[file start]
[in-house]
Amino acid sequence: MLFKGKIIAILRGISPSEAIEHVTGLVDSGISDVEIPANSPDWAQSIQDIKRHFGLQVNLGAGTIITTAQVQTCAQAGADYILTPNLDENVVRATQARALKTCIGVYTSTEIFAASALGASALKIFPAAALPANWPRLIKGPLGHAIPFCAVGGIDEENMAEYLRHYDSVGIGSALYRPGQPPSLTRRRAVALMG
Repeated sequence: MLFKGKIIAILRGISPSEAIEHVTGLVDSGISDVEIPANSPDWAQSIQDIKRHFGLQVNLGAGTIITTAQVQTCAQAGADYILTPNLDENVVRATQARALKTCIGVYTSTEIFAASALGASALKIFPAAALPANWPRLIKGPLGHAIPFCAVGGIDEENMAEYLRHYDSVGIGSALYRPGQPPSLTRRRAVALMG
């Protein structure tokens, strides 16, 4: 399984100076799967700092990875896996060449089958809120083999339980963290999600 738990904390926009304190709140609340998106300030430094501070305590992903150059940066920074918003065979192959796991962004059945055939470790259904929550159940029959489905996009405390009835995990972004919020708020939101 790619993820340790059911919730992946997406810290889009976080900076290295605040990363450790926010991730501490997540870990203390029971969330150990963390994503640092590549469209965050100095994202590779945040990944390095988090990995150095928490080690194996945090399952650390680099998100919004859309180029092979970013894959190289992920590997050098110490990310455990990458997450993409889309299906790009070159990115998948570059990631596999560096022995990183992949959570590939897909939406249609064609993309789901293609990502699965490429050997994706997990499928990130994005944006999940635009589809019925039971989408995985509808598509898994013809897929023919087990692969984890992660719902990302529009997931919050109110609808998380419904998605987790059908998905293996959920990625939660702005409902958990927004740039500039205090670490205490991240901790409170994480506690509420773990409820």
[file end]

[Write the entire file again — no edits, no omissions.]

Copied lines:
[in-house]
Amino acid sequence: MLFKGKIIAILRGISPSEAIEHVTGLVDSGISDVEIPANSPDWAQSIQDIKRHFGLQVNLGAGTIITTAQVQTCAQAGADYILTPNLDENVVRATQARALKTCIGVYTSTEIFAASALGASALKIFPAAALPANWPRLIKGPLGHAIPFCAVGGIDEENMAEYLRHYDSVGIGSALYRPGQPPSLTRRRAVALMG
Repeated sequence: MLFKGKIIAILRGISPSEAIEHVTGLVDSGISDVEIPANSPDWAQSIQDIKRHFGLQVNLGAGTIITTAQVQTCAQAGADYILTPNLDENVVRATQARALKTCIGVYTSTEIFAASALGASALKIFPAAALPANWPRLIKGPLGHAIPFCAVGGIDEENMAEYLRHYDSVGIGSALYRPGQPPSLTRRRAVALMG
């Protein structure tokens, strides 16, 4: 399984100076799967700092990875896996060449089958809120083999339980963290999600 738990904390926009304190709140609340998106300030430094501070305590992903150059940066920074918003065979192959796991962004059945055939470790259904929550159940029959489905996009405390009835995990972004919020708020939101 790619993820340790059911919730992946997406810290889009976080900076290295605040990363450790926010991730501490997540870990203390029971969330150990963390994503640092590549469209965050100095994202590779945040990944390095988090990995150095928490080690194996945090399952650390680099998100919004859309180029092979970013894959190289992920590997050098110490990310455990990458997450993409889309299906790009070159990115998948570059990631596999560096022995990183992949959570590939897909939406249609064609993309789901293609990502699965490429050997994706997990499928990130994005944006999940635009589809019925039971989408995985509808598509898994013809897929023919087990692969984890992660719902990302529009997931919050109110609808998380419904998605987790059908998905293996959920990625939660702005409902958990927004740039500039205090670490205490991240901790409170994480506690509420773990409820």